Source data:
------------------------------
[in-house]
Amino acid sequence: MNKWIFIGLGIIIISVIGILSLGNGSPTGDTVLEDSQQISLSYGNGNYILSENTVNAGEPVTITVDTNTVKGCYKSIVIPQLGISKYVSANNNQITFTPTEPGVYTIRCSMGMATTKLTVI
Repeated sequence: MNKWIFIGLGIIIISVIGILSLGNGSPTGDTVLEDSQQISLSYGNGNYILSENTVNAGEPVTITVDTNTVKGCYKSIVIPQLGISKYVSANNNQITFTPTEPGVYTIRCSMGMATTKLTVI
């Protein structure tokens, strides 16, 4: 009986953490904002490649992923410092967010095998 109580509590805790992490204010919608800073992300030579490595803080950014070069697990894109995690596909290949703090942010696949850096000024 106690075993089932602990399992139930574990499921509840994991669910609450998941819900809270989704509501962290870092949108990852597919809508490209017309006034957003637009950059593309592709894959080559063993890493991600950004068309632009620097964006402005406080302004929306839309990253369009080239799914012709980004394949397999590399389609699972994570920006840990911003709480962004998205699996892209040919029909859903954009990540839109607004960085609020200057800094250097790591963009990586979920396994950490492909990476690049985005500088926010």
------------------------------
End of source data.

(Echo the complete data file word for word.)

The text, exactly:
[in-house]
Amino acid sequence: MNKWIFIGLGIIIISVIGILSLGNGSPTGDTVLEDSQQISLSYGNGNYILSENTVNAGEPVTITVDTNTVKGCYKSIVIPQLGISKYVSANNNQITFTPTEPGVYTIRCSMGMATTKLTVI
Repeated sequence: MNKWIFIGLGIIIISVIGILSLGNGSPTGDTVLEDSQQISLSYGNGNYILSENTVNAGEPVTITVDTNTVKGCYKSIVIPQLGISKYVSANNNQITFTPTEPGVYTIRCSMGMATTKLTVI
């Protein structure tokens, strides 16, 4: 009986953490904002490649992923410092967010095998 109580509590805790992490204010919608800073992300030579490595803080950014070069697990894109995690596909290949703090942010696949850096000024 106690075993089932602990399992139930574990499921509840994991669910609450998941819900809270989704509501962290870092949108990852597919809508490209017309006034957003637009950059593309592709894959080559063993890493991600950004068309632009620097964006402005406080302004929306839309990253369009080239799914012709980004394949397999590399389609699972994570920006840990911003709480962004998205699996892209040919029909859903954009990540839109607004960085609020200057800094250097790591963009990586979920396994950490492909990476690049985005500088926010």